When we were kids ("back in the day" etc etc) we all knew somebody who wasn't the best footballer, but with the help of some crafty goal-hanging they could easily bag a quick 10 goals in half an hour in the playground or down at the park.
Well, some of these have gone on to make a profession out of it.
So here's our list of the top ten greatest footballing goal-hangers...
In our eyes, "Pippo" is the ultimate goal-hanger.
Not as technically gifted as some of his team-mates, but his knack of scoring goals from loitering in and around the box is second to none, as his goal-scoring record at Atalanta, Juventus and AC Milan proved.
Was it mere coincidence that back in 2013 when Gary Lineker appeared on the BBC programme "Who Do You Think You Are?" the programme uncovered that one of his ancestors was a poacher ? And then years later Gary was doing some poaching of his own. In front of a football goal. "Ba-dum-bum-CHING !"
There was a collective sigh of despair at The Goalhanger HQ when Klose scored a 23rd minute goal against Brazil on the 8th of July 2014. Not because it had put Germany 2:0 up against the beleaguered hosts, but because it had knocked the great Ronaldo off his perch as the World Cup's record goal scorer - an incredible 16th goal in the sport's ultimate competition.
And whilst it was disappointing to see one of our favourite players lose his record, one has to sit back and admire the feat from one of the great penalty-box players of the modern era.
Klose's record at 1.FC Kaiserslautern, Werder Bremen, Bayern Munich and Lazio wasn't too bad either, consistently finding the net over a career spanning more than 15 years at the top level.
Emilio Butragueno was a legend at Real Madrid during his spell at the Bernabeu in the 1980's and 1990's, where he knocked in 123 goals in 343 games4.
The Spaniard was aptly nicknamed The Vulture (El Buitre), for feeding off the scraps in front of goal and pouncing on anything that moved. Probably.
Regarded as one of Liverpool's greatest ever players, Rush's goals during the clubs hey-day of the 1980's made him a household name in British football and earned him a big money transfer to Italian giants Juventus in 1986, to try his hand at a bit of Serie A goal-hanging. Things didn't work out too well in Turin though, the tighter Italian defences meant there were less chances in the box, and Rush returned to Liverpool having scored only 7 goals. However, his time in Italy did result in one of the great footballing quotes, as it was often reported that he'd said of his time there... "It's like living in a foreign country." (although to be fair Rush later claimed this was a joke quote made up by that top prankster Kenny Dalglish).
Whilst he didn't prove quite as prolific during his second spell at Anfield, Ian Rush will go down in history as one of the great strikers of the 1980's and 1990's.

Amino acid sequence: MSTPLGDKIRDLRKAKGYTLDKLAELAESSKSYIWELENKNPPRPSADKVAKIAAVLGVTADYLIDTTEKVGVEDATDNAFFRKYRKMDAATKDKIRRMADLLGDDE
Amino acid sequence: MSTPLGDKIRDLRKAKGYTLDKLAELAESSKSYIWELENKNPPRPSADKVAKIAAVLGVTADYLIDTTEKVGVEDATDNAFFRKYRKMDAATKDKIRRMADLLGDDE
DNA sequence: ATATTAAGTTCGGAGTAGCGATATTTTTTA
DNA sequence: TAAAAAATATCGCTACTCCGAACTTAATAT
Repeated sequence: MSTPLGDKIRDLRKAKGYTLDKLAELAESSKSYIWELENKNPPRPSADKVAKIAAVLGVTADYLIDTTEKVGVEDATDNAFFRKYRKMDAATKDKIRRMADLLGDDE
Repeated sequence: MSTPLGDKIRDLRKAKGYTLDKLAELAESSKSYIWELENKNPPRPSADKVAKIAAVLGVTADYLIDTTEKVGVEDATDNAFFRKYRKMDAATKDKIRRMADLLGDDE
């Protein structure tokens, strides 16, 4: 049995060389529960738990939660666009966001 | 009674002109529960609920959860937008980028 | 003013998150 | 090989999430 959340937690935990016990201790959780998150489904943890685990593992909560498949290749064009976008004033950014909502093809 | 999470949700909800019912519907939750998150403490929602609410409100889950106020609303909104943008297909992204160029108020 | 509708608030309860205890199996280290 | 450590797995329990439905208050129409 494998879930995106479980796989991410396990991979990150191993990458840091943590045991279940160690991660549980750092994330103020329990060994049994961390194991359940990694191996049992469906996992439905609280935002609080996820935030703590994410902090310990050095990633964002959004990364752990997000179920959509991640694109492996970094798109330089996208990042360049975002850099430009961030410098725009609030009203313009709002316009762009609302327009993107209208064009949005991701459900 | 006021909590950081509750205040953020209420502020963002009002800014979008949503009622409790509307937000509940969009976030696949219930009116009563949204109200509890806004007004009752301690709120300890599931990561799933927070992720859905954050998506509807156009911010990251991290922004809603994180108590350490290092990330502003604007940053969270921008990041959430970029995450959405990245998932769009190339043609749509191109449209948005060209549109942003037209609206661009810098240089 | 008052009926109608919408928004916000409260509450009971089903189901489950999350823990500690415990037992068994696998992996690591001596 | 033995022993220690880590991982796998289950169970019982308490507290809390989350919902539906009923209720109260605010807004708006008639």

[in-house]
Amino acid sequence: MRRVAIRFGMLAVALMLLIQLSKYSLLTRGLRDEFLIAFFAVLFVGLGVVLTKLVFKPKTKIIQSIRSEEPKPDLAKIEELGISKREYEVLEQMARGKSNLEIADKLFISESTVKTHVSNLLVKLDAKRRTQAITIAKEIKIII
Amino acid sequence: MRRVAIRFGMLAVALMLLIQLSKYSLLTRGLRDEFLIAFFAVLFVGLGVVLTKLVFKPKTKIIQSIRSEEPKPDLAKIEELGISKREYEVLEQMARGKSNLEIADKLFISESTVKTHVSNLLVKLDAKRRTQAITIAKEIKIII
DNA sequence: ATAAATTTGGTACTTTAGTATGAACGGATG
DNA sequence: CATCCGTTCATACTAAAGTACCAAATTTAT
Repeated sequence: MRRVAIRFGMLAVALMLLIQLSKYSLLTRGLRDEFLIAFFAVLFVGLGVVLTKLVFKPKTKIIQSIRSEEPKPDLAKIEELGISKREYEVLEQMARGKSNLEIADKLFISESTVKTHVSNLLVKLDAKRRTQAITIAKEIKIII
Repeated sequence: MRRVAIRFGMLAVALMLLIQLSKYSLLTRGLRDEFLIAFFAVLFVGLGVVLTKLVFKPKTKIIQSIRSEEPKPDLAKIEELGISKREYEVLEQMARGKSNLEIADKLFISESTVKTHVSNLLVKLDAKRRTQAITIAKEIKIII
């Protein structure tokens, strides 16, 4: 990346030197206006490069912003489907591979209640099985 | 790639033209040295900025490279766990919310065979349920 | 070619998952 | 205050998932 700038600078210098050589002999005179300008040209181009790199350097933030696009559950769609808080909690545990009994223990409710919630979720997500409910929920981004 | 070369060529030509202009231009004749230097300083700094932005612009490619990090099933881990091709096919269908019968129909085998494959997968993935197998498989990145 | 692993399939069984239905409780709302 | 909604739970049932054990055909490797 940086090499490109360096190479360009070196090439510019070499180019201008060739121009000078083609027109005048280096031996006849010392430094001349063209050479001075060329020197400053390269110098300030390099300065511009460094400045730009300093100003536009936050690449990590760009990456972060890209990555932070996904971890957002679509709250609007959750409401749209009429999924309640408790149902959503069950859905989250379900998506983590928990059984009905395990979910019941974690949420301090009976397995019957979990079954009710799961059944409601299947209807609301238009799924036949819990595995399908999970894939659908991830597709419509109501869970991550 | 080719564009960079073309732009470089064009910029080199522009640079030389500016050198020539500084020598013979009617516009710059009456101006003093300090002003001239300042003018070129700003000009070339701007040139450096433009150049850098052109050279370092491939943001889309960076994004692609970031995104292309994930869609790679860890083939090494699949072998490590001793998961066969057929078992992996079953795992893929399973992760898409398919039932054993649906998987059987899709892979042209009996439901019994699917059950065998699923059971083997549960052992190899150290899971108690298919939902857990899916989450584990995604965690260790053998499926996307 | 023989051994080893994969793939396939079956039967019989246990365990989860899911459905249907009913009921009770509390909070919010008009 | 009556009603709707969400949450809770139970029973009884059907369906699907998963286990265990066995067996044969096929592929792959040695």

Prolific Argentinian striker who made his name at Fiorentina in the 1990's, Batistuta's incredible 168 goals in 269 matches earning him the nickname Batigol. His strike rate of 56 goals in 78 appearances made him the highest scorer at the time for the Argentinian national team.
Although a high percentage of his goals came from close proximity to the goalmouth, Batistuta did have a good all-round game, with a decent level of skill, quick turn and obviously for a top goal-hanger, he had a quality finish.
Not the archetypal goal-hanger in that he actually started out his footballing career as a winger. However, once he moved into a more central position Paolo Rossi soon learnt that he could grab goals galore and make a top career by poking in goals left, right and centre from inside the 18-yard box.
Rossi was best known for his time at Juventus between 1981 and 1985, a period that would also see him win the World Cup with Italy in 1982. He won the Golden Boot for the tournament's top scorer and also opened the scoring in the final in classic goal-poacher fashion with a stooping close-range header from Claudio Gentile's bouncing cross from the right wing.
Gunnar Nordahl should almost be considered as the Grandaddy of goal-hanging.
The Swede's size and pace made him a natural striker back in the 40's and 50's. The power and accuracy of his finishing, as well as his knack of being in the right place at the right time (usually in front of goal), made him one of the game's finest.
His 210 goals in 257 games at AC Milan make him one of Sweden's greatest footballing exports.
He might not be up to the calibre of some of the other names in this list, but no-one can deny that Fred certainly liked to hang around the goal-mouth. You only needed to have witnessed his sheer lack of movement for Brazil in the 2014 World Cup to realise that this was a guy intent on making a top ten list of goal-hangers.
Shame he didn't score some more goals though in that particular competition...
The least well known of our goal-hangers, Portuguese goal-poacher Pauleta's achievements in this particular footballing art shouldn't be overlooked.
A fine career of tap-ins from 1998 to 2006 at Deportivo La Coruña, Bordeaux and PSG, along with a fantastic record of 47 goals in 88 appearances for the national team, many from close range, give him a well-deserved place in the top 10 in our opinion.
Honourable mentions to a few that were suggested but didn't quite make our list:
Gerd Muller, Denis Law, Tony Cottee, Robbie Fowler and the legendary Mickey Quinn.